It wasn't quite "build the wall" or "lock her up," but "drain the swamp" was a signature Donald Trump slogan.
It evoked visions of pinstripe-suit-wearing influence peddlers getting pulled from their Georgetown cocktail parties en masse and tossed into the Potomac River, as Washington returned to the once-sleepy burg it was 100 years ago, a humbled and more righteous town.
This was always a fantasy. The oldest story in Washington is a new president elected on a pledge to clean up Washington, who then turns to practiced Washington hands and well-connected financiers to help shepherd his administration. It was true of George W. Bush and Barack Obama, and now will be true of the even more populist and anti-Washington Donald Trump.
The swamp will endure; it always does. This doesn't mean that a Trump administration can't make the swamp a little less important.
The meaning of "drain the swamp" is pleasingly inexact (Ronald Reagan used the phrase, and so has Nancy Pelosi). The left has, absurdly, chosen to read Trump's use of the slogan as an implicit pledge not to hire anyone who is wealthy. So the nominations of Steven Mnuchin as treasury secretary, Wilbur Ross as commerce secretary and Betsy DeVos as education secretary are criticized as proof Trump never meant it.
But Trump obviously didn't intend to impose a wealth test on his administration, or he would have failed it himself. He is proof that a fortune isn't necessarily an obstacle to being a champion of an agenda of populist reform.
(Although the charge against Mnuchin, who worked for Goldman Sachs for 17 years, has more force. The job of treasury secretary almost seems to be the endowed Goldman Sachs chair of the U.S. government. And you could be forgiven for thinking candidate Trump had a dim view of anyone associated with Goldman, given how he excoriated Ted Cruz — "puppet!" — for his connections to the institution.)
Trump's formal anti-swamp platform consists of a few more strictures on lobbyists. These proposed rules may be salutary, but they are typical of restrictions periodically imposed in Washington and that lobbyists are expert at getting around and surviving. (What are lobbyists for, if not finding loopholes?)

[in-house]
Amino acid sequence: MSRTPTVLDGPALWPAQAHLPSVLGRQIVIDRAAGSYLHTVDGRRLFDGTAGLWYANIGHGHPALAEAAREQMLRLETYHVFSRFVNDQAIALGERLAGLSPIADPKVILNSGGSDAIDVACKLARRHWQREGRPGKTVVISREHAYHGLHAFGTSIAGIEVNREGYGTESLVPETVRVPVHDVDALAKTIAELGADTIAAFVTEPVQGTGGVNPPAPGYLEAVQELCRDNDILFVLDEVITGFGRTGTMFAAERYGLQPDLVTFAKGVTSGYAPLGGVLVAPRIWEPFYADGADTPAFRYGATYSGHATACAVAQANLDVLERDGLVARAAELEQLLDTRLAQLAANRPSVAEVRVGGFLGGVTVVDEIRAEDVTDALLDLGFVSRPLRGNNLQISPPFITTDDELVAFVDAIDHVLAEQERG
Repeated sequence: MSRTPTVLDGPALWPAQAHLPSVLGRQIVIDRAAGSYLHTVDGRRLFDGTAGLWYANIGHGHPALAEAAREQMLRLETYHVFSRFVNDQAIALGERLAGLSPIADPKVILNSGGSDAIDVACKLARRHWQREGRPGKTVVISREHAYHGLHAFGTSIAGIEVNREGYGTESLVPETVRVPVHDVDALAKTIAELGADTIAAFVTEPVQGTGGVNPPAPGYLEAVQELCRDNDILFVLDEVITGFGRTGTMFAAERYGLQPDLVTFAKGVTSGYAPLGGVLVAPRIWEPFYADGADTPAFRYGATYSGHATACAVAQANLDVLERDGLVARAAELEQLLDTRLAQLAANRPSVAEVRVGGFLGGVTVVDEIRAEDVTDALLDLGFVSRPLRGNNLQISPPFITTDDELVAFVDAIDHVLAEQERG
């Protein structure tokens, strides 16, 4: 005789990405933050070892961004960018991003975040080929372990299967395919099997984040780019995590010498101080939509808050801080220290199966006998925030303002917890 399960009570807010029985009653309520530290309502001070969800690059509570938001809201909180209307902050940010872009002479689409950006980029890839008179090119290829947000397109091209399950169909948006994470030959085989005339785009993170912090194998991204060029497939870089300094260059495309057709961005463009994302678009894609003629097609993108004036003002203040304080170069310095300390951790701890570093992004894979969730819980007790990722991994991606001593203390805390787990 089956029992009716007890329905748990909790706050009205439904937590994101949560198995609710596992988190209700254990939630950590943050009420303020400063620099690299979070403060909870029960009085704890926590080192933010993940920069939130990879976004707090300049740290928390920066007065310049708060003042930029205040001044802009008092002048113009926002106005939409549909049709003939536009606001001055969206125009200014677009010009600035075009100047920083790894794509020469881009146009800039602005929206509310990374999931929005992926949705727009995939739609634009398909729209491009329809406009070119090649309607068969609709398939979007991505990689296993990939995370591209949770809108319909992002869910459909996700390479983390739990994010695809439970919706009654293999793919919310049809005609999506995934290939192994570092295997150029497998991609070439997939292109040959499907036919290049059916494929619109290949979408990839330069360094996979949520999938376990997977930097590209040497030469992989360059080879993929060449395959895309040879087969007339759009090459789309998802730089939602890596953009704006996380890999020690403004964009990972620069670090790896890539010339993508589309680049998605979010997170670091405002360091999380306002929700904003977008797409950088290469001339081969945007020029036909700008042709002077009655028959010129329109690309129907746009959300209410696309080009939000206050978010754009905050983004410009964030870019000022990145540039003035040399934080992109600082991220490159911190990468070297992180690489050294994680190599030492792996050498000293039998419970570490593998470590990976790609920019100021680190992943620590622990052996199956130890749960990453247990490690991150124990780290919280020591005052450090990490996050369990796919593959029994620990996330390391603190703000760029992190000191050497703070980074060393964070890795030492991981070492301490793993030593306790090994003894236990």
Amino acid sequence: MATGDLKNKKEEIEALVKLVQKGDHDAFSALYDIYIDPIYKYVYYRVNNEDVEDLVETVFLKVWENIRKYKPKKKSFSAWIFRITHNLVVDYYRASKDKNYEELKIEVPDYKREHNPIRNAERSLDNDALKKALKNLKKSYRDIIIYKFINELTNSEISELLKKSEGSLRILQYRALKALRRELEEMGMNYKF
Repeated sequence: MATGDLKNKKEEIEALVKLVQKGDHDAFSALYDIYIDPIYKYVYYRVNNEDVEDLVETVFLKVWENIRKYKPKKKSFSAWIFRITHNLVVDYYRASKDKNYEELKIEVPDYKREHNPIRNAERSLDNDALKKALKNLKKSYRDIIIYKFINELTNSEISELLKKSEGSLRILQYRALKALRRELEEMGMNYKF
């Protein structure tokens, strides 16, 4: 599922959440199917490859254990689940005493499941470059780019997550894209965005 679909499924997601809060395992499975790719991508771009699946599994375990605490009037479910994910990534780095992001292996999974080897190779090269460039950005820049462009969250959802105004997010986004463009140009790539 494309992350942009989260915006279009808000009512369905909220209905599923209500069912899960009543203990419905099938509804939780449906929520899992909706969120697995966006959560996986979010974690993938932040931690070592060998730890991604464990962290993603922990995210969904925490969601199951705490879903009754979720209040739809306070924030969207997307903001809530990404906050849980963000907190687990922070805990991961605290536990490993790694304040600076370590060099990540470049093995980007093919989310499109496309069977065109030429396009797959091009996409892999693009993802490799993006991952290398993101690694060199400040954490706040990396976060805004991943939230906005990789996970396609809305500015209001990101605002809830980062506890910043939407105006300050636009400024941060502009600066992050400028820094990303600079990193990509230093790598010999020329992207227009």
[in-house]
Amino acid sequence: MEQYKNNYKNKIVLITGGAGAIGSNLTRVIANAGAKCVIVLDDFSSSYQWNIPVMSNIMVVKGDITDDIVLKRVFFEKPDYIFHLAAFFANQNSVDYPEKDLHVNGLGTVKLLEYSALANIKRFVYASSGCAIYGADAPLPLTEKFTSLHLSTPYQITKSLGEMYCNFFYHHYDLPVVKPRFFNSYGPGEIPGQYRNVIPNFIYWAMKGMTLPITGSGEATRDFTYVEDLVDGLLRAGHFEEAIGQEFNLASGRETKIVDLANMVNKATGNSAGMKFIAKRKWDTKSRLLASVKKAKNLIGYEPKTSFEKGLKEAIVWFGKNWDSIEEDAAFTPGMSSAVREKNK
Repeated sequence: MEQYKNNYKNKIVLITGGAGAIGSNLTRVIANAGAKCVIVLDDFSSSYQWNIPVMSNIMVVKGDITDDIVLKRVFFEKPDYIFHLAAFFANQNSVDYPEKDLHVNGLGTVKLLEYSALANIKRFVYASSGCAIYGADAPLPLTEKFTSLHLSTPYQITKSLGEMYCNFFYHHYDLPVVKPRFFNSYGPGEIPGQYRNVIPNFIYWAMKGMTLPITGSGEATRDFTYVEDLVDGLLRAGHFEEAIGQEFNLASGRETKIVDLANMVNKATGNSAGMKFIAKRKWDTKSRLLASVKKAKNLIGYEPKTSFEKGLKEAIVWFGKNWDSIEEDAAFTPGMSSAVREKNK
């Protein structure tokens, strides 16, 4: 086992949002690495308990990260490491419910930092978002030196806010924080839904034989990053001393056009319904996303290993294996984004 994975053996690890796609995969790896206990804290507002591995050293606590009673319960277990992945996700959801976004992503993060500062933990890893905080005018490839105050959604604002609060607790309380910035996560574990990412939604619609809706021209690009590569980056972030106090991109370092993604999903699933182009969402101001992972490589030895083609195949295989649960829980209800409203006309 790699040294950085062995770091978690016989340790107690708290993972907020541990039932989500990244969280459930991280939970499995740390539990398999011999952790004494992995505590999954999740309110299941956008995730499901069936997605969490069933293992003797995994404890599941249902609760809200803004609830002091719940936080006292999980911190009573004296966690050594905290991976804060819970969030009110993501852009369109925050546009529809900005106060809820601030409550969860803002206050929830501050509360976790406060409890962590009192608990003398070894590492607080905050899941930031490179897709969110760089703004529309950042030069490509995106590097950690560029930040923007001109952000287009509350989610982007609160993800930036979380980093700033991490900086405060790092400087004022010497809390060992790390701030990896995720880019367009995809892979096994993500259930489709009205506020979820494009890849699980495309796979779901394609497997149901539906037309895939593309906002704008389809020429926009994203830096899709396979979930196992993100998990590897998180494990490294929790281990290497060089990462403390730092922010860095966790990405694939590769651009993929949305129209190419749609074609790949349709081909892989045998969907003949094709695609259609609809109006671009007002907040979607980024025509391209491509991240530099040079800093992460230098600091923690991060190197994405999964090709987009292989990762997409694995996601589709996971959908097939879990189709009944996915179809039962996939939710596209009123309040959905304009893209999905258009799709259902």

The fact is that in a country with an enormous federal government and a First Amendment that guarantees the right to petition the government, the swamp is always going to be extensive and miasmic. As long as there is so much power and money in D.C., the lobbyists, the consultants, the associations, the media pooh-bahs, the contractors and the courtiers will gather and jockey for influence here. There is no neutron bomb that can be set off to vaporize them.
A proper anti-swamp agenda should consist of two things. First, and most fundamentally, it should seek to reduce the size of the federal government, and cut regulations and make them as simple as possible. The more government does, the more incentive every special interest has to hire swamp creatures, for both protection and advantage. And the more complex government is, the more opportunity those creatures have to thrive in niches unknown or poorly understood by everyone except insiders.
Second, and more specifically, the federal government should be wrenched out of its cozy relationship with large, established businesses and institutions in areas ranging from health care to finance to education.
This agenda would have the advantage of uniting the conservatives (whose animating passion is reducing the size of government) and the populists (whose animating passion is combating a "rigged" system). A number of Trump's Cabinet picks point in this direction. But it's not clear where Trump will ultimately go. If he replaces Obama's liberal industrial policy focused on green energy with his own populist industrial policy focused on traditional manufacturing, as suggested by the Carrier deal, he will just spend and subsidize in different ways.
In other words, he won't truly drain the swamp, but simply feed different alligators.
Rich Lowry is editor of the National Review and author of the best-seller "Lincoln Unbound: How an Ambitious Young Railsplitter Saved the American Dream — and How We Can Do It Again. He has written for The New York Times, The Wall Street Journal, and a variety of other publications. Read more reports from Rich Lowry — Click Here Now.